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How an Instagram Design Change Could Impact an Entire Industry

By Alex Colletta

Instagram is testing a new design in Canada. The photo sharing app has grown in popularity in part by allowing users to click Like on a photo. The new design would hide the number of Likes on any given post. But those Likes have become a kind of currency, giving rise to an entire industry of professional instagrammers—or influencers. Some estimates say the influencer marketing industry will be worth $10 billion by 2020. Alex Colletta has more on how the new design could disrupt that industry.

COLLETTA: An event launching is about to start at the Times Square Edition hotel. A horde of stylish men and women surround the black marble bar. On the other side of the room, shelves with crystal decanters filled with whiskey. A group sits on a leather couch to the left, discussing a deal that’s almost closed. It smells like money and perfume. Instagram personality Gergana Ivanova is here. As a fashion blogger, she wears a lot of different hats—no pun intended.

IVANOVA: Influencer, blogger, there’s so many different titles going around. I also do consulting and I’m getting into fashion design. (0:09)

Ivanova is based in New York and says she’s been a full-time influencer for the past two years. Her instagram profile—@fashionismyfortee—has 230 thousand followers. Brands like Neutrogena, Coach, and Pantene pay her to promote their products. In a recent photo, she displays a leopard-print high-heeled sandal. The photo is tagged with the brand Steve Madden. It has 2,400 Likes.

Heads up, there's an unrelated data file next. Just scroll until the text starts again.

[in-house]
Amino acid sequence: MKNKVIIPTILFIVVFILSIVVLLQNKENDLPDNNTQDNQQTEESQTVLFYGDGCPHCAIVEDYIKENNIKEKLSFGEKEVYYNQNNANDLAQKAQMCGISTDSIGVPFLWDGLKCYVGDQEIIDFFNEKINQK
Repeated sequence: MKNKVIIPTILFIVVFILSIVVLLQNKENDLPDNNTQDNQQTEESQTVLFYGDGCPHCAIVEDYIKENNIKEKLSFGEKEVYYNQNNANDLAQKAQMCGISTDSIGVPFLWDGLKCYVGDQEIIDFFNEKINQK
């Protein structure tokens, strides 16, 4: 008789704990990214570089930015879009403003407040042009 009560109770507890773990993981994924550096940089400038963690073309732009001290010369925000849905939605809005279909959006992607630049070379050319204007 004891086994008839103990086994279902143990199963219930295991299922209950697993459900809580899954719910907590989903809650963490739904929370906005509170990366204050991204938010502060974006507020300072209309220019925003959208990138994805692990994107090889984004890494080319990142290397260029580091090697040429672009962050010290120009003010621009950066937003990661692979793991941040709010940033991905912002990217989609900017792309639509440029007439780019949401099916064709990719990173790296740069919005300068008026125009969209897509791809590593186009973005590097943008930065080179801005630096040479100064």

IVANOVA: I pretty much spend all day, seven days a week doing it. (0:03)

The influencer market has exploded in the last few years. Ivanova says she can’t disclose her rates. But the job of an influencer can be an attractive one. According to Statistica, the market size has more than doubled since 2017. Hiring influencers has become a marketing strategy for all sorts of brands, including fashion, cosmetics, travel, and more.

IVANOVA: A lot of times it’s more about awareness because it’s hard to measure directly how many pieces sold or how many people engaged with it. (0:08)

Now, measuring the success of using an influencer might be even harder. That is if Instagram moves forward with its new design, which hides Likes from users. The only person who can see the number of likes is the one who posted the content, which might make it more difficult for brands that partner with influencers to track the success of a post.

Amy Marietta is an influencer but she prefers the term content creator—she feels it’s less pretentious. Like Ivanova, she partners with brands like Johnnie Walker and the Venetian hotel in Las Vegas.  She’s based in LA and her account—@amy underscore marietta—has 133 thousand followers. She says someone with her following can expect to make about $20k a month from sponsored posts, commercials, and event appearances. She says brands aren’t too concerned about Likes. They have other ways of getting the data they need.  

MARIETTA: I don’t think that’s really important to them, to be honest. Because I always have to report after with a screenshot of my impressions and reach and saves, all my insights. And I think the reach is what they care more about, like how many people saw it. (0:16)

Reach refers to the number of Instagram users who see a post. Impressions means the number of a times one person sees a post.

Instagram already has a feature where users are unable to click Like. Stories—a post with a photo, video, or just text that lasts for 24 hours. Instead of Likes, brands track how many users click to their websites or profiles. But that’s for brands. For new influencers, losing Likes might have a bigger impact.